Now, if Lotus Symphony has it's own proprietary format, that'd be different entirely.

Re:What IBM is up to (1)

shutdown -p now (807394) | more than 5 years ago | (#26005605)

I noticed that these computers make use of Lotus Symphony rather than Open Office, so I did a little reading. Lotus Symphony is based on an Open Office back end with a custom front end. This front end has gotten mixed reviews for having a better interface than Open Office, but less features.

Not just that, it's also based on a very old version of OpenOffice - 1.x, that when we already have 3.0.

IBM Cuts Pay (-1, Offtopic)

Anonymous Coward | more than 5 years ago | (#26005147)

Sure, IBM is doing this, but they just cut all of their contractor pay by 10%. No if ands or buts. I'm affected by it, and I'm pissed.

upgrade? (5, Funny)

s1lhouette (1319369) | more than 5 years ago | (#26005371)

and an additional $258 per user 'since there is no need to upgrade hardware to support Vista and Office.'"

Since when have people been upgrading to vista?

Re:upgrade? (0)

Anonymous Coward | more than 5 years ago | (#26005537)

and an additional $258 per user 'since there is no need to upgrade hardware to support Vista and Office.'"

Since when have people been downgrading to vista?

There. I fixed that for you.

Re:upgrade? (2, Informative)

calmofthestorm (1344385) | more than 5 years ago | (#26005597)

Some have hte Vista downgrade forced on them when they buy a new computer. I bought it since I had to pay $20 more for XP and I was wiping that shit as soon as I got it anyway.

Sucks, but thinkpads are good enough I'll take it.

Will someone explain how... (0)

Anonymous Coward | more than 5 years ago | (#26005425)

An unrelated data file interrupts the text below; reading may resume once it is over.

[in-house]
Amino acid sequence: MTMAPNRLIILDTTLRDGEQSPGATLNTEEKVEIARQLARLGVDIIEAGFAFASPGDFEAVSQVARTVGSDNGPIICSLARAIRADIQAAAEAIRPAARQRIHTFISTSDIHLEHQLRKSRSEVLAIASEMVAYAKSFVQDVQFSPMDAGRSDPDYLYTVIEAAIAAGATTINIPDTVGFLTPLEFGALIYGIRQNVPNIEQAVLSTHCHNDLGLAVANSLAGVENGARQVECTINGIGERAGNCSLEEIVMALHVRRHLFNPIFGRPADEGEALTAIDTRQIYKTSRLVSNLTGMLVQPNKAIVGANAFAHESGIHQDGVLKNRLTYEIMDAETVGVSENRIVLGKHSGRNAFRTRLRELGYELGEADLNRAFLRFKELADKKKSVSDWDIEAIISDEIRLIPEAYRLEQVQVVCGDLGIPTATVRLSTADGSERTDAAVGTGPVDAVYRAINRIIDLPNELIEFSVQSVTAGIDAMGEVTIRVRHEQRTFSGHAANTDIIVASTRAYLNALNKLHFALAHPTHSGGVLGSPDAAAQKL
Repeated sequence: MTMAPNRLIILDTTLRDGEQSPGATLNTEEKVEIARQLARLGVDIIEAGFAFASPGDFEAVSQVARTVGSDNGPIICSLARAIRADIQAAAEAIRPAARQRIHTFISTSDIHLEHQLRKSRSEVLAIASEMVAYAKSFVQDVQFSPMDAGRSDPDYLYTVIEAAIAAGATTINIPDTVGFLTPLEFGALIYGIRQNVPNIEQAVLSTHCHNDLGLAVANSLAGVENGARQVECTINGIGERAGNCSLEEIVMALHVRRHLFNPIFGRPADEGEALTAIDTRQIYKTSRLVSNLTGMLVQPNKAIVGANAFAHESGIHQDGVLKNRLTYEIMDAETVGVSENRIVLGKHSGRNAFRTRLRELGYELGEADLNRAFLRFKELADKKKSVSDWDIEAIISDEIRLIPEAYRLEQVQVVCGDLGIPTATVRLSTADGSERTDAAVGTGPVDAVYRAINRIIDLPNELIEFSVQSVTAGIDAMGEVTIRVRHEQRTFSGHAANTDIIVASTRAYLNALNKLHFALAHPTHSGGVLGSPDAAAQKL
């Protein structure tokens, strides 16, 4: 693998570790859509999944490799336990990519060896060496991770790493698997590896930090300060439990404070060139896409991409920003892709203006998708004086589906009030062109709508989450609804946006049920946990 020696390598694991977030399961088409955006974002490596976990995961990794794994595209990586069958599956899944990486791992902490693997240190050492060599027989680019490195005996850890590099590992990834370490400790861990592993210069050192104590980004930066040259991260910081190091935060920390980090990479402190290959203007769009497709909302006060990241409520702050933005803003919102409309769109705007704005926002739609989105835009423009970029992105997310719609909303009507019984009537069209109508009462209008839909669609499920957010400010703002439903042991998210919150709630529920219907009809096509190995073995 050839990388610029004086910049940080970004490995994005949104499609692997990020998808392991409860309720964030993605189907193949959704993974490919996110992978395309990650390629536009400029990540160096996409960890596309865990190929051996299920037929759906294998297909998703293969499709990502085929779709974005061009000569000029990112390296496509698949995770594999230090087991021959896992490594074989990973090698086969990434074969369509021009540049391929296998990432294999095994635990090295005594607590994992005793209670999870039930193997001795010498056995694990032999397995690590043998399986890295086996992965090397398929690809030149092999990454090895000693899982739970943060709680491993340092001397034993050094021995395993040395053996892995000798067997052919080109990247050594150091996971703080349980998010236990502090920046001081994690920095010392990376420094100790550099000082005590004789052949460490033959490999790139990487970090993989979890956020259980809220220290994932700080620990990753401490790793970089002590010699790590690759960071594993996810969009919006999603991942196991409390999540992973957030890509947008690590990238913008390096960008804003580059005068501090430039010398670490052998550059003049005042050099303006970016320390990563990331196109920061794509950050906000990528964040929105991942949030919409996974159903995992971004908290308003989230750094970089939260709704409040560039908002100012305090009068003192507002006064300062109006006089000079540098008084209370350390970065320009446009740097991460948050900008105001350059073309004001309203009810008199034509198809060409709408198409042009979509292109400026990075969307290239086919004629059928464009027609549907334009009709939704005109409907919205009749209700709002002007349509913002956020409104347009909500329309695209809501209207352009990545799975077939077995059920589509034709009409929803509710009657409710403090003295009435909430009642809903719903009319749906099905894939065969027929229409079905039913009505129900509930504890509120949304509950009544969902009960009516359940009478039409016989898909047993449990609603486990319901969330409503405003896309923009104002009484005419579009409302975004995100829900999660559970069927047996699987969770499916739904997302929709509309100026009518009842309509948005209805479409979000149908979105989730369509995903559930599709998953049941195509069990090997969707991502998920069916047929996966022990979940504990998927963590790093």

Getting locked into a contract and forced to use proprietary software is going to save money, if any, at all?

The link in the article points to print version (2, Insightful)

Britz (170620) | more than 5 years ago | (#26005651)

While a hassle- and flash-free version of the article seems nice the linked page also does not seem to contain any adverstising. How does InformationWeek pay their authors and bandwidth bills (Slashdot seems to add a lot to the latter)?

Right: They pay the same way Slashdot does. With ads. It's a one page article:
  http://www.informationweek.com/news/software/open_source/showArticle.jhtml?articleID=212202109 [informationweek.com]

How can they call it Lotus Symphony? (1)

nvrrobx (71970) | more than 5 years ago | (#26005693)

The old school purist in me is disturbed by calling something Lotus Symphony that has nothing to do with Lotus 1-2-3 or the original Symphony for DOS...

http://en.wikipedia.org/wiki/Lotus_symphony

Oh well. I still miss WordPerfect....

danger dogware ahead (1)

cinnamon colbert (732724) | more than 5 years ago | (#26005809)

I just downloaded symphony, imho, a piece of crap if there ever was one. no rreason even to try it - just to give you a flavor of how bad it is, on the list of windows programs under the start menu is JUST symnphony - no choice of loading just the word or excel mimic
when you starti it, you get several seconds of a license splash screen, then a choice of new word/powerpoitn/excell, then a slooow wait after you choose one
Graphic (chart) in excel clone very limited....

Thats about as far as I got; decided it was a dog and bailed: and the final proof, Lotus symphony doesn't give you an uninstall option - you have to do the set program access and defaults thing